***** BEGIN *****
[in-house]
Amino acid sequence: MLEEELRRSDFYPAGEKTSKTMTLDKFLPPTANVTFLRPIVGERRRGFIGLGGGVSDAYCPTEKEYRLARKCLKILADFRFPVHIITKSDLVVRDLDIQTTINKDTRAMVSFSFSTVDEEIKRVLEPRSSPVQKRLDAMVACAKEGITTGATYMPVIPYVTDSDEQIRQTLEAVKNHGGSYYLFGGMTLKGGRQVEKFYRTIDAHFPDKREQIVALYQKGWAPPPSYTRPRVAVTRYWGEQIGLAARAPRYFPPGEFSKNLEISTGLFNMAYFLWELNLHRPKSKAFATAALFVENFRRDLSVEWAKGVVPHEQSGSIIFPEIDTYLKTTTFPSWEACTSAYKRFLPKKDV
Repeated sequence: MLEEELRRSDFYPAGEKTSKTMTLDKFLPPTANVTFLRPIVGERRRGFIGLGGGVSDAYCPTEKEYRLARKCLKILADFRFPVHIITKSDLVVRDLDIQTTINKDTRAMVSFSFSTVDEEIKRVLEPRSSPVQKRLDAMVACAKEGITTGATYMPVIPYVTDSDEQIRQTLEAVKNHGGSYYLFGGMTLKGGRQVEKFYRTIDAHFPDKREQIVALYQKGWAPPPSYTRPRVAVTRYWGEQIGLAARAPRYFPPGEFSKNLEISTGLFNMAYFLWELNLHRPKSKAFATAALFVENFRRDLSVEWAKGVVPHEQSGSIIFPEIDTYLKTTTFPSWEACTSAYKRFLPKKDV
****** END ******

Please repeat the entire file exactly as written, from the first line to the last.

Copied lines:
[in-house]
Amino acid sequence: MLEEELRRSDFYPAGEKTSKTMTLDKFLPPTANVTFLRPIVGERRRGFIGLGGGVSDAYCPTEKEYRLARKCLKILADFRFPVHIITKSDLVVRDLDIQTTINKDTRAMVSFSFSTVDEEIKRVLEPRSSPVQKRLDAMVACAKEGITTGATYMPVIPYVTDSDEQIRQTLEAVKNHGGSYYLFGGMTLKGGRQVEKFYRTIDAHFPDKREQIVALYQKGWAPPPSYTRPRVAVTRYWGEQIGLAARAPRYFPPGEFSKNLEISTGLFNMAYFLWELNLHRPKSKAFATAALFVENFRRDLSVEWAKGVVPHEQSGSIIFPEIDTYLKTTTFPSWEACTSAYKRFLPKKDV
Repeated sequence: MLEEELRRSDFYPAGEKTSKTMTLDKFLPPTANVTFLRPIVGERRRGFIGLGGGVSDAYCPTEKEYRLARKCLKILADFRFPVHIITKSDLVVRDLDIQTTINKDTRAMVSFSFSTVDEEIKRVLEPRSSPVQKRLDAMVACAKEGITTGATYMPVIPYVTDSDEQIRQTLEAVKNHGGSYYLFGGMTLKGGRQVEKFYRTIDAHFPDKREQIVALYQKGWAPPPSYTRPRVAVTRYWGEQIGLAARAPRYFPPGEFSKNLEISTGLFNMAYFLWELNLHRPKSKAFATAALFVENFRRDLSVEWAKGVVPHEQSGSIIFPEIDTYLKTTTFPSWEACTSAYKRFLPKKDV